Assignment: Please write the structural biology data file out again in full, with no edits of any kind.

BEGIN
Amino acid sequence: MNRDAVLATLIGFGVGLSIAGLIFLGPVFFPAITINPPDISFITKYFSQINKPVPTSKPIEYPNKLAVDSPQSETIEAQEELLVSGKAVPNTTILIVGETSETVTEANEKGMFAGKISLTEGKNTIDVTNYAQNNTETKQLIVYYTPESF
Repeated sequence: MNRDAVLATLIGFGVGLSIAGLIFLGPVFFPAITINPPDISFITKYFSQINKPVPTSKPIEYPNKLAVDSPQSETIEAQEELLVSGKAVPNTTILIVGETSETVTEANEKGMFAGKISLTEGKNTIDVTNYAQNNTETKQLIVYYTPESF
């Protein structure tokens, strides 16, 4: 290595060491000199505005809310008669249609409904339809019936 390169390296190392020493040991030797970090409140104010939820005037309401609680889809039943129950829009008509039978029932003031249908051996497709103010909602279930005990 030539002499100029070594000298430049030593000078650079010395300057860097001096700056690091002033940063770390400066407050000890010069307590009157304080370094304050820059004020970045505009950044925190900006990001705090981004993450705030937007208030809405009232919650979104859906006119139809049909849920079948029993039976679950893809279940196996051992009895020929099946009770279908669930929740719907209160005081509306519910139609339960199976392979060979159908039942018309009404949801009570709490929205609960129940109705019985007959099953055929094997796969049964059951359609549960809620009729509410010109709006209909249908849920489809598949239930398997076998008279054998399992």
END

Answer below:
Amino acid sequence: MNRDAVLATLIGFGVGLSIAGLIFLGPVFFPAITINPPDISFITKYFSQINKPVPTSKPIEYPNKLAVDSPQSETIEAQEELLVSGKAVPNTTILIVGETSETVTEANEKGMFAGKISLTEGKNTIDVTNYAQNNTETKQLIVYYTPESF
Repeated sequence: MNRDAVLATLIGFGVGLSIAGLIFLGPVFFPAITINPPDISFITKYFSQINKPVPTSKPIEYPNKLAVDSPQSETIEAQEELLVSGKAVPNTTILIVGETSETVTEANEKGMFAGKISLTEGKNTIDVTNYAQNNTETKQLIVYYTPESF
């Protein structure tokens, strides 16, 4: 290595060491000199505005809310008669249609409904339809019936 390169390296190392020493040991030797970090409140104010939820005037309401609680889809039943129950829009008509039978029932003031249908051996497709103010909602279930005990 030539002499100029070594000298430049030593000078650079010395300057860097001096700056690091002033940063770390400066407050000890010069307590009157304080370094304050820059004020970045505009950044925190900006990001705090981004993450705030937007208030809405009232919650979104859906006119139809049909849920079948029993039976679950893809279940196996051992009895020929099946009770279908669930929740719907209160005081509306519910139609339960199976392979060979159908039942018309009404949801009570709490929205609960129940109705019985007959099953055929094997796969049964059951359609549960809620009729509410010109709006209909249908849920489809598949239930398997076998008279054998399992």